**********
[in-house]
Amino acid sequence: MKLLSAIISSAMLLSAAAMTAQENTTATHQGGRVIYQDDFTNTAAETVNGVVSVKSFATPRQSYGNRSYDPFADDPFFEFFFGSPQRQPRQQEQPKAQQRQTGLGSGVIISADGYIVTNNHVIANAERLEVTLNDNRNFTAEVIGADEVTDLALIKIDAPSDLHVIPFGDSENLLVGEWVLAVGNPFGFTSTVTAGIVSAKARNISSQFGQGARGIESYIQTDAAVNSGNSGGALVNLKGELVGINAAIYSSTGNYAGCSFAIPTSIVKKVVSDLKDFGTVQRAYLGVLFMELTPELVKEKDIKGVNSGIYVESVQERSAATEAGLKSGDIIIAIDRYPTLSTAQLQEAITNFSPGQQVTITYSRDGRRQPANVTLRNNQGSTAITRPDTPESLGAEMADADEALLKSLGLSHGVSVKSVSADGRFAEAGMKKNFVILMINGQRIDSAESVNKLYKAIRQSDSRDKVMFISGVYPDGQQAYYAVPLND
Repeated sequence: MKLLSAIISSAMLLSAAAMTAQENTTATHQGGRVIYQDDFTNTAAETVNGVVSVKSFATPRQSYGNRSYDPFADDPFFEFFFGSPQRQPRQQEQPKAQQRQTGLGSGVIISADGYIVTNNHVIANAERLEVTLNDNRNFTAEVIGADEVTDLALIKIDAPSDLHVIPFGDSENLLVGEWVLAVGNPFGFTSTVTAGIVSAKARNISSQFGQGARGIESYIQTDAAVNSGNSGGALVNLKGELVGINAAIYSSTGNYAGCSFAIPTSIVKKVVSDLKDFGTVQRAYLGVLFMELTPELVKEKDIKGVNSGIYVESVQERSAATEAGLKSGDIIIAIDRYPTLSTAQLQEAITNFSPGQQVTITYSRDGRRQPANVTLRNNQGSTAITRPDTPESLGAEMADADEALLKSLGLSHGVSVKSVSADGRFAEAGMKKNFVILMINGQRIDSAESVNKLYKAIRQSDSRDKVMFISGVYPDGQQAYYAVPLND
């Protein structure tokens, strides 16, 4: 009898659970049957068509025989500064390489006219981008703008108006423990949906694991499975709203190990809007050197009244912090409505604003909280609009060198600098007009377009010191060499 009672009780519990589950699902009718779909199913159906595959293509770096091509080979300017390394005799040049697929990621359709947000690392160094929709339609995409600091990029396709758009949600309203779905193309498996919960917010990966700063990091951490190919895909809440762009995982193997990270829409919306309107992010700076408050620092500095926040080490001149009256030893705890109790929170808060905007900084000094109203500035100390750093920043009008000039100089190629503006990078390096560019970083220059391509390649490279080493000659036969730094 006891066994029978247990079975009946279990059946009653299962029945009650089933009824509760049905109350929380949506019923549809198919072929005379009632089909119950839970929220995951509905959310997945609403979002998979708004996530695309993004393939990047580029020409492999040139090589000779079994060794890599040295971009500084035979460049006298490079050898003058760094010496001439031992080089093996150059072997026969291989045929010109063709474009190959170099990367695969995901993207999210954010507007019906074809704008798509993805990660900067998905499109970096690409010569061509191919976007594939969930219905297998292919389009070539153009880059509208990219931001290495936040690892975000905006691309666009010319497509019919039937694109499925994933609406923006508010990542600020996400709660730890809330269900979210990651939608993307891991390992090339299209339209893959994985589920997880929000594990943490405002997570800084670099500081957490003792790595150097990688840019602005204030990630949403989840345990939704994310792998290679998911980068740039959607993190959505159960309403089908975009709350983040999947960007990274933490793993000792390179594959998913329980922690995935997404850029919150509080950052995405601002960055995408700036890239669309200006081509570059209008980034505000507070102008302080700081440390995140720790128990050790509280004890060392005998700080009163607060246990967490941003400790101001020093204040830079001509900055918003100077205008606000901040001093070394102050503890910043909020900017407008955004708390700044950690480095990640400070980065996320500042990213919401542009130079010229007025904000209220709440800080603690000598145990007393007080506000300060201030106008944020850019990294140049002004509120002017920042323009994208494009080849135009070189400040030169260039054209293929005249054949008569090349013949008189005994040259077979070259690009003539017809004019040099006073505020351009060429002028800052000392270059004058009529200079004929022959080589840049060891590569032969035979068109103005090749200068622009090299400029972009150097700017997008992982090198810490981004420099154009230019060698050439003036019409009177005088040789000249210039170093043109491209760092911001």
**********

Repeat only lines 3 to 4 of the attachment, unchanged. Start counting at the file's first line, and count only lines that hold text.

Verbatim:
Repeated sequence: MKLLSAIISSAMLLSAAAMTAQENTTATHQGGRVIYQDDFTNTAAETVNGVVSVKSFATPRQSYGNRSYDPFADDPFFEFFFGSPQRQPRQQEQPKAQQRQTGLGSGVIISADGYIVTNNHVIANAERLEVTLNDNRNFTAEVIGADEVTDLALIKIDAPSDLHVIPFGDSENLLVGEWVLAVGNPFGFTSTVTAGIVSAKARNISSQFGQGARGIESYIQTDAAVNSGNSGGALVNLKGELVGINAAIYSSTGNYAGCSFAIPTSIVKKVVSDLKDFGTVQRAYLGVLFMELTPELVKEKDIKGVNSGIYVESVQERSAATEAGLKSGDIIIAIDRYPTLSTAQLQEAITNFSPGQQVTITYSRDGRRQPANVTLRNNQGSTAITRPDTPESLGAEMADADEALLKSLGLSHGVSVKSVSADGRFAEAGMKKNFVILMINGQRIDSAESVNKLYKAIRQSDSRDKVMFISGVYPDGQQAYYAVPLND
């Protein structure tokens, strides 16, 4: 009898659970049957068509025989500064390489006219981008703008108006423990949906694991499975709203190990809007050197009244912090409505604003909280609009060198600098007009377009010191060499 009672009780519990589950699902009718779909199913159906595959293509770096091509080979300017390394005799040049697929990621359709947000690392160094929709339609995409600091990029396709758009949600309203779905193309498996919960917010990966700063990091951490190919895909809440762009995982193997990270829409919306309107992010700076408050620092500095926040080490001149009256030893705890109790929170808060905007900084000094109203500035100390750093920043009008000039100089190629503006990078390096560019970083220059391509390649490279080493000659036969730094 006891066994029978247990079975009946279990059946009653299962029945009650089933009824509760049905109350929380949506019923549809198919072929005379009632089909119950839970929220995951509905959310997945609403979002998979708004996530695309993004393939990047580029020409492999040139090589000779079994060794890599040295971009500084035979460049006298490079050898003058760094010496001439031992080089093996150059072997026969291989045929010109063709474009190959170099990367695969995901993207999210954010507007019906074809704008798509993805990660900067998905499109970096690409010569061509191919976007594939969930219905297998292919389009070539153009880059509208990219931001290495936040690892975000905006691309666009010319497509019919039937694109499925994933609406923006508010990542600020996400709660730890809330269900979210990651939608993307891991390992090339299209339209893959994985589920997880929000594990943490405002997570800084670099500081957490003792790595150097990688840019602005204030990630949403989840345990939704994310792998290679998911980068740039959607993190959505159960309403089908975009709350983040999947960007990274933490793993000792390179594959998913329980922690995935997404850029919150509080950052995405601002960055995408700036890239669309200006081509570059209008980034505000507070102008302080700081440390995140720790128990050790509280004890060392005998700080009163607060246990967490941003400790101001020093204040830079001509900055918003100077205008606000901040001093070394102050503890910043909020900017407008955004708390700044950690480095990640400070980065996320500042990213919401542009130079010229007025904000209220709440800080603690000598145990007393007080506000300060201030106008944020850019990294140049002004509120002017920042323009994208494009080849135009070189400040030169260039054209293929005249054949008569090349013949008189005994040259077979070259690009003539017809004019040099006073505020351009060429002028800052000392270059004058009529200079004929022959080589840049060891590569032969035979068109103005090749200068622009090299400029972009150097700017997008992982090198810490981004420099154009230019060698050439003036019409009177005088040789000249210039170093043109491209760092911001």